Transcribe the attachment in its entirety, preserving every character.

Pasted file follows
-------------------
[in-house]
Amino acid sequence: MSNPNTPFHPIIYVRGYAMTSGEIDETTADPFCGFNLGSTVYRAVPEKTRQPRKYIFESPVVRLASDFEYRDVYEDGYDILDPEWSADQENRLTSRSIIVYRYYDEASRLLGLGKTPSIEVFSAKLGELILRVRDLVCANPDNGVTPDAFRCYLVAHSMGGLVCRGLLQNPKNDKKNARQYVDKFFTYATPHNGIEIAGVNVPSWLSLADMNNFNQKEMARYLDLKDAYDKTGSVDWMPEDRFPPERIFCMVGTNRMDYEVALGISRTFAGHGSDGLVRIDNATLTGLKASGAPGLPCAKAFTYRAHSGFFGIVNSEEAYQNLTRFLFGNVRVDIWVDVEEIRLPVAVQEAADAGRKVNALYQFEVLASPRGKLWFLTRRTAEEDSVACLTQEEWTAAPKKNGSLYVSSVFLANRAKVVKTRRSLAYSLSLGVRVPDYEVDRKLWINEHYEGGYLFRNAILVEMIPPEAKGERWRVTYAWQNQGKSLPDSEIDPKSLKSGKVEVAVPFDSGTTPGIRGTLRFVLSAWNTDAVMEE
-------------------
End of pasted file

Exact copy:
[in-house]
Amino acid sequence: MSNPNTPFHPIIYVRGYAMTSGEIDETTADPFCGFNLGSTVYRAVPEKTRQPRKYIFESPVVRLASDFEYRDVYEDGYDILDPEWSADQENRLTSRSIIVYRYYDEASRLLGLGKTPSIEVFSAKLGELILRVRDLVCANPDNGVTPDAFRCYLVAHSMGGLVCRGLLQNPKNDKKNARQYVDKFFTYATPHNGIEIAGVNVPSWLSLADMNNFNQKEMARYLDLKDAYDKTGSVDWMPEDRFPPERIFCMVGTNRMDYEVALGISRTFAGHGSDGLVRIDNATLTGLKASGAPGLPCAKAFTYRAHSGFFGIVNSEEAYQNLTRFLFGNVRVDIWVDVEEIRLPVAVQEAADAGRKVNALYQFEVLASPRGKLWFLTRRTAEEDSVACLTQEEWTAAPKKNGSLYVSSVFLANRAKVVKTRRSLAYSLSLGVRVPDYEVDRKLWINEHYEGGYLFRNAILVEMIPPEAKGERWRVTYAWQNQGKSLPDSEIDPKSLKSGKVEVAVPFDSGTTPGIRGTLRFVLSAWNTDAVMEE